17Jul2010

Sign Language

One of my spawn’s many endearing qualities is that he generally, as here with his new friend Solène, looks as though butter wouldn’t melt in his mouth.

So you wouldn’t necessarily expect him to have created his own – hem! – innovative variations on the standard divers’ sign language.

Now, as you’d expect in a branch of the teaching profession so rarefied that students quite often attempt to kill not only themselves but their tutors, diving instructors already have quite a few obscene variations on this theme.

Such as: “You! Look. At me! Your FACE. Makes me SICK!” Or: “You! Look. At me! YOU are f


ed. You are TOTALLY f

ed.”

As you may also imagine, this is the sort of expressive language which sticks in the mind of a nine-year-old boy.

So when Z and I piled onto a dive boat, populated predominantly by big lads fresh back from Afghan (there are a LOT of Brits on Koh Tao), and his instructor yelled out, “Mind your language! There’s a child on board the boat!” my first thought was, “Aw, BLESS!”

My second? “That poor man is not going to know what hits him.”

Actually, Z’s instructor did an amazing job. For someone “without a parental bone in my body” and “absolutely no knowledge of children”, he genuinely really enjoyed teaching Z.

Which makes the sign language episode, well, a little sad, really.

It’s a funny thing, swearing.

I once worked as a temp on a building site for an office fit-out company. (Temp controller: “It’s a LOVELY firm! An interior design company, based in St. James’s.” 22-year-old me: “Do you think they can do £11.50 per hour rather than £11, then?”)

So I would sit in the Portakabin. Doing temp-like things such as audio-typing letters (from a tape machine worked with a treadle, like a sewing machine) and photocopying “subbies’ lists”.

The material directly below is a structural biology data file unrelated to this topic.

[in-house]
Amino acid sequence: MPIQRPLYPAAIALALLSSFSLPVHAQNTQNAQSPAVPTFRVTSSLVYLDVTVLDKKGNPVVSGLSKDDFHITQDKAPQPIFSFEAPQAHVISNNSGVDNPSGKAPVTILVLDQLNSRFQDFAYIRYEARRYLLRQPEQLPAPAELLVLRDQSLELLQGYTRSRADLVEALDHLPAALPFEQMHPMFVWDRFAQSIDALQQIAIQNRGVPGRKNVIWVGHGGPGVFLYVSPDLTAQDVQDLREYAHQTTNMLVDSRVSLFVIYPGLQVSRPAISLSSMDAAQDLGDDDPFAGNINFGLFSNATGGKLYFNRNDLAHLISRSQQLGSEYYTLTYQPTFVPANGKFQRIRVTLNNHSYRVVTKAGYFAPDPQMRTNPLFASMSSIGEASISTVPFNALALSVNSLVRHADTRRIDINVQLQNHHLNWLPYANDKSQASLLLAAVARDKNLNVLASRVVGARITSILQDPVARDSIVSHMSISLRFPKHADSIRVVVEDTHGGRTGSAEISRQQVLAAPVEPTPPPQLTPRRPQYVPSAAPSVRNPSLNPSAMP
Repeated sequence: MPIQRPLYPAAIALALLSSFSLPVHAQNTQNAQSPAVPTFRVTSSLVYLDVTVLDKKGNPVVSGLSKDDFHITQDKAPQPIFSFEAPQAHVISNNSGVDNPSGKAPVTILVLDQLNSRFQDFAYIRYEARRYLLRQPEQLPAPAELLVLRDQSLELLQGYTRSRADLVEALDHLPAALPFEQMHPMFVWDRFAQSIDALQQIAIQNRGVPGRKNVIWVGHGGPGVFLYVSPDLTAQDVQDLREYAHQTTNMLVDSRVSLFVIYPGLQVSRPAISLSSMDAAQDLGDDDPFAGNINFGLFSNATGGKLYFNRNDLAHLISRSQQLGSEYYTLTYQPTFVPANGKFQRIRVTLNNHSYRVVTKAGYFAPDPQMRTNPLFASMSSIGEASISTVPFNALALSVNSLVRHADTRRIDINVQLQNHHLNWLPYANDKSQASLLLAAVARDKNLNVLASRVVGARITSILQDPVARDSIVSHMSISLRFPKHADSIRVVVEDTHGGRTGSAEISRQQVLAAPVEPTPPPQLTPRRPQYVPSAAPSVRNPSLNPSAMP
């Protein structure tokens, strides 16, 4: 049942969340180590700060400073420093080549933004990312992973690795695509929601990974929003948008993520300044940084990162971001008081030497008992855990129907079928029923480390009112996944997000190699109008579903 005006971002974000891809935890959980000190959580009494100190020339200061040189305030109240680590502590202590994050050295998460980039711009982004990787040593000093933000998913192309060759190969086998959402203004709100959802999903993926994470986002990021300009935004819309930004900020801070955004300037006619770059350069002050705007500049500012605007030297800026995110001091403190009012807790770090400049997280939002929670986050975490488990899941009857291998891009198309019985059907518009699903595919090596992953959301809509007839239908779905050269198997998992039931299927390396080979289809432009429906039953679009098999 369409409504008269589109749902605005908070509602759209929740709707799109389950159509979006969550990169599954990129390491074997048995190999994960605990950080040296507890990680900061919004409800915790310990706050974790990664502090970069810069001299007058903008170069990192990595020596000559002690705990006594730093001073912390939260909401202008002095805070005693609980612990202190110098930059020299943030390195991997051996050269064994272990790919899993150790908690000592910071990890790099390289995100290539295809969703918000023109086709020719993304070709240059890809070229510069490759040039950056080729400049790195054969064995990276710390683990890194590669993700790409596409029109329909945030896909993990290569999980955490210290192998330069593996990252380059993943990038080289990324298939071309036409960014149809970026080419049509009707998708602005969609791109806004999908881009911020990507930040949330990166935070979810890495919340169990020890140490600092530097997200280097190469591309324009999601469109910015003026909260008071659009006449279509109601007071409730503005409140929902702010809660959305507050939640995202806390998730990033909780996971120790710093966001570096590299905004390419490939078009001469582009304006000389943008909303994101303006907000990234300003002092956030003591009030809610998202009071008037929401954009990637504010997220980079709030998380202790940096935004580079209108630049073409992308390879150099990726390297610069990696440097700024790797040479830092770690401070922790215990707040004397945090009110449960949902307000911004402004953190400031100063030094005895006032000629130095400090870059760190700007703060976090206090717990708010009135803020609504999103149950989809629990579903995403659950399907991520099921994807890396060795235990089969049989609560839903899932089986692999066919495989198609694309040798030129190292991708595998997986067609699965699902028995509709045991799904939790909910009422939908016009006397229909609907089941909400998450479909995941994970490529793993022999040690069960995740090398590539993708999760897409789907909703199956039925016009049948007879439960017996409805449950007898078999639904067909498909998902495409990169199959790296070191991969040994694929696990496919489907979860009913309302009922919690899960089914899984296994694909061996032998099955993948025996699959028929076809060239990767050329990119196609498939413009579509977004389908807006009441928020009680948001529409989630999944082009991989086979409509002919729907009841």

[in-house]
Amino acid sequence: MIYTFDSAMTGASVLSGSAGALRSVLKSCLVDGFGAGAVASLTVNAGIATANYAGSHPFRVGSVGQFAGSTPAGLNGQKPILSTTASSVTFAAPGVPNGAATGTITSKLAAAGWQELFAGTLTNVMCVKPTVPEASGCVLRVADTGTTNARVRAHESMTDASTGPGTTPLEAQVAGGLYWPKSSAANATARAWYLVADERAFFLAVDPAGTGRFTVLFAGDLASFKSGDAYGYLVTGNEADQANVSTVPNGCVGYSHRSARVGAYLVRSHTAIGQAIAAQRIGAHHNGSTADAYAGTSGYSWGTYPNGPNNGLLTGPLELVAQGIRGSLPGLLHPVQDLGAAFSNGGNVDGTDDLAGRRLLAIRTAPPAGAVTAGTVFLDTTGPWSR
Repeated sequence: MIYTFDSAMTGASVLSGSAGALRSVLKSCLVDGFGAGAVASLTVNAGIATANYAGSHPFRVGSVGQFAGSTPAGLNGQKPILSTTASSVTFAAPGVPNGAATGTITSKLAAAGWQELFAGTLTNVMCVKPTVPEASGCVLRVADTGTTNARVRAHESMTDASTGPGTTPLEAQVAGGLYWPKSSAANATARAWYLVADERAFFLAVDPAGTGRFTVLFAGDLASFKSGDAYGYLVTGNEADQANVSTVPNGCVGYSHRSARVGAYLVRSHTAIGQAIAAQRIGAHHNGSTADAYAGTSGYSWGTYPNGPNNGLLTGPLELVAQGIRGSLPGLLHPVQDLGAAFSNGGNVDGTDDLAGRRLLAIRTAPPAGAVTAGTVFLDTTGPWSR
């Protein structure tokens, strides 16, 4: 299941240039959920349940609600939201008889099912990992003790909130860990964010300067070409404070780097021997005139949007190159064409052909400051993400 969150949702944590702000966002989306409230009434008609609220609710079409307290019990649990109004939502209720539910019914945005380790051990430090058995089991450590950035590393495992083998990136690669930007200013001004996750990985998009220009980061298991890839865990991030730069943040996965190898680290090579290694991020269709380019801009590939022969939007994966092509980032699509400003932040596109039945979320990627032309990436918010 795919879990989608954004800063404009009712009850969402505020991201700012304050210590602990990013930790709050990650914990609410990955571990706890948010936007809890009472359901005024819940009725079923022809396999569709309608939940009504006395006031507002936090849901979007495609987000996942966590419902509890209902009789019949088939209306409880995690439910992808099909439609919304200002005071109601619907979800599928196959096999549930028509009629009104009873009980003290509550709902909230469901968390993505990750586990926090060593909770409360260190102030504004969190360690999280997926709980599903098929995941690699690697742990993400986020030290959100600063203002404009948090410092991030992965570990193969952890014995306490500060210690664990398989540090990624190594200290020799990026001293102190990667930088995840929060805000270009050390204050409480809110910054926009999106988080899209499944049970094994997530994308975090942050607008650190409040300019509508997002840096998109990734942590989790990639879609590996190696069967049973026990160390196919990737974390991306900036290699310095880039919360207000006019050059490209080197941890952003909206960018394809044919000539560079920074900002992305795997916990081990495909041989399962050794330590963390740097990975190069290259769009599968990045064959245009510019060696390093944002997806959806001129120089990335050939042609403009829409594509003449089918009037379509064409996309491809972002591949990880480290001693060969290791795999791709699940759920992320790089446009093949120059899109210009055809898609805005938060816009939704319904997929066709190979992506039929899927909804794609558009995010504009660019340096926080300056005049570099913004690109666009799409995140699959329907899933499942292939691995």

Also untemp-like things such as correcting I/me/myself or comma/full-stop confusions and removing grocer’s apostrophes when I typed up the letters. (The boss would then firmly put them back in in biro.)

And the blokes on site, the identical, self-same blokes who would have been hooting, whistling and yelling creative pleasantries had I walked past their scaffolding in mufti, would come into the Portakabin.

They would look, in horror, at this delicate flower in their midst. And say, very solemnly, “Mind your language! Ladies present.”

And they meant it! It would have been the very height of bad manners to treat me as anything other than a lady. A person in front of whom one does not swear.

Anywise. Eventually the inevitable happened. I dropped something. I swore.

You could have heard a pin drop…

The older chaps could hardly have been more horrified had I undone my overcoat, whipped up my skirt, pulled down both pairs of tights (it was pretty damn chilly in that Portakabin) and photocopied my arse instead of the snag lists.

And so, back to Z, and divers’ sign language. We were relaxing over breakfast with Z’s instructor, Z filling out his logbook by writing down names of fish he had seen from a spotter’s guide. Looking, I think, almost as angelic as he and Solène do here.